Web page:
So Squarespace, which does hosting and other webby stuff, is doing an iPhone giveaway via Twitter. Basically all a Twitter user needs to do is enter the #squarespace hashtag into a tweet and then he or she is eligible to win a $199 Apple gift certificate (which could be used for an iPhone). The catch? Said user must enter every day (i.e. #squarespace in the tweets) for a new chance to win.
Earlier today I saw a bunch of positive comments: "Cool for SEO!" "Great way to trend on Twitter!" Etc. Ok, sure, fine. But lately, more of the comments I've seen are along the line of this one, from my pal Mike Fratto:
It's getting really, really annoying. I only follow about 850 people. That includes a mix of dear friends, security nerds, hockey fans and folks I read. My TweetDeck "All Friends" column today was swimming with #squarespace hashtags. It made me want to do one of two things:
- Unfollow* my poor friends (if I didn't already unfollow them for #spymaster)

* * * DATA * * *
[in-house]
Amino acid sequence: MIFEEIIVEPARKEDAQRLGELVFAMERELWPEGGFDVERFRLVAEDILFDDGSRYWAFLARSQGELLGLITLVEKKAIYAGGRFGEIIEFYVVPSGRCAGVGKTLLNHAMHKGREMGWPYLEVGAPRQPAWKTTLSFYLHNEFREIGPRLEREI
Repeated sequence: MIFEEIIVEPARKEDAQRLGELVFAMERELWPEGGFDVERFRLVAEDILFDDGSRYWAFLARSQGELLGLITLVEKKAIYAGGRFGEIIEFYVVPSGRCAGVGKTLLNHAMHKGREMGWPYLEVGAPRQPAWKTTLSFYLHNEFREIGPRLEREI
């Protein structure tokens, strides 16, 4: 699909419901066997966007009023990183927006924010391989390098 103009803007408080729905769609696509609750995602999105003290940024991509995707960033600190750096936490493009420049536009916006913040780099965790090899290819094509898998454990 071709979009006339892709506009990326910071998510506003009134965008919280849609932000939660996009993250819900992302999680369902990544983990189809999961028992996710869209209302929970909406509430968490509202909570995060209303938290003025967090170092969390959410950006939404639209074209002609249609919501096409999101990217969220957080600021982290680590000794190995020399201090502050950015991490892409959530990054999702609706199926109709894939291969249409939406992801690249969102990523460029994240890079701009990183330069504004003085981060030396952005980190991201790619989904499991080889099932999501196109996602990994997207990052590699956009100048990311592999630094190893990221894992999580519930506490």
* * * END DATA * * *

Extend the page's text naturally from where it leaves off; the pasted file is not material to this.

- Buy them all iPhones just to stop the madness
As I wrote about Turner Broadcasting this morning, this is a case of a decent idea that was taken too far and is starting to turn people off. What about a contest that encourages people to deliver some value? Yesterday Smashwords CEO Mark Coker did a Twitter contest -- Tweet something about Smashwords and you could see your tweet in an ad in Writer's Digest. Coker did two things right: 1) He asked for substance 2) He ran the contest in a short time. It was interactive -- it wasn't just pushing out noise. It allowed him to engage with his users.
How is Squarespace ever going to engage with these users? Honestly, the only reason I even looked to see what Squarespace does is due to responsible blogging. I otherwise wouldn't have taken the time to look.
Contrary to recent beliefs, I do say nice things about social campaigns. But lately I've mostly heard noise. Where are all of the other good ideas at? Please share them.
*No friends were injured or unfollowed in the writing of this blog post